Google avoids UK tax by routing £1.6bn revenue through Dublin

GOOGLE, the internet search giant, avoided UK tax of around £450m last year by diverting its substantial advertising earnings from customers in Britain to its Irish subsidiary.

The Californian technology company used a legal arrangement to route £1.6bn UK advertising revenues via Dublin. Google paid £141,500 in UK tax for the 12 months, which constituted interest generated by its cash pile in bank deposits.

The news prompted outcry from politicians, who accused the firm of shirking its social responsibility.

Vince Cable, the Liberal Democrat shadow Chancellor, said: “Avoidance like this is hard to stomach at the best of times. But when the country is in recession and everyone is feeling the pain, it really sticks in the throat – it means higher taxes for the rest of us.”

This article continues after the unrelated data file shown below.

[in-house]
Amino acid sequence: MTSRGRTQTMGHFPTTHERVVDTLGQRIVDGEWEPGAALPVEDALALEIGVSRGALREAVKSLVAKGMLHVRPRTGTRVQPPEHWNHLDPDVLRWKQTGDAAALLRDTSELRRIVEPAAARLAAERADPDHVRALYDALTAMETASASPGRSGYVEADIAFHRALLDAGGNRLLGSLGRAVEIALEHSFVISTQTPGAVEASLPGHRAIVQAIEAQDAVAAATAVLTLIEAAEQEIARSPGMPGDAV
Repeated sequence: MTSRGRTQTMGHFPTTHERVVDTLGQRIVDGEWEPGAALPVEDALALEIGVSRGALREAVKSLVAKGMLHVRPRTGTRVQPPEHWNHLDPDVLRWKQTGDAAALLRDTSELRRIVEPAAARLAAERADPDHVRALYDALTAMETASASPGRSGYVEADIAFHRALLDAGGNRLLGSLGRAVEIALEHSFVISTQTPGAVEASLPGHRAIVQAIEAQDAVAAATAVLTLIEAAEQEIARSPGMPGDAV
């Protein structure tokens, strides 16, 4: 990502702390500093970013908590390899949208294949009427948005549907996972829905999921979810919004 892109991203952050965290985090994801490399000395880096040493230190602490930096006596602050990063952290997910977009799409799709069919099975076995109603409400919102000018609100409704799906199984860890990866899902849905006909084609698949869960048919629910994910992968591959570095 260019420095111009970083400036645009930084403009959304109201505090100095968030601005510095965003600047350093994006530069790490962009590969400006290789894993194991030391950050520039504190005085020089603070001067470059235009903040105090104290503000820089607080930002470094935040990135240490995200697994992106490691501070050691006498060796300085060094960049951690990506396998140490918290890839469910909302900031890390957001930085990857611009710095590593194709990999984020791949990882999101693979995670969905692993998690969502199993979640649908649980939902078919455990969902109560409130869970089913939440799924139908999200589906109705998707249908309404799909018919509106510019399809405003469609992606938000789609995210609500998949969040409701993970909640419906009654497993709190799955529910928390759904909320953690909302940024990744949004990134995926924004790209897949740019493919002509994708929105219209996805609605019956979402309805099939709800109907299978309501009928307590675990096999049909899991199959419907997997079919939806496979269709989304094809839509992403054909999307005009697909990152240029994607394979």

A spokesman for Google said: “We comply fully with the tax laws in all the countries in which we operate. It would be wrong to think of Google’s revenues from UK advertisers as solely the result of operations carried out locally. We invest in R&D, data centres and other infrastructure on a global basis, and that then helps generate revenue in various countries.”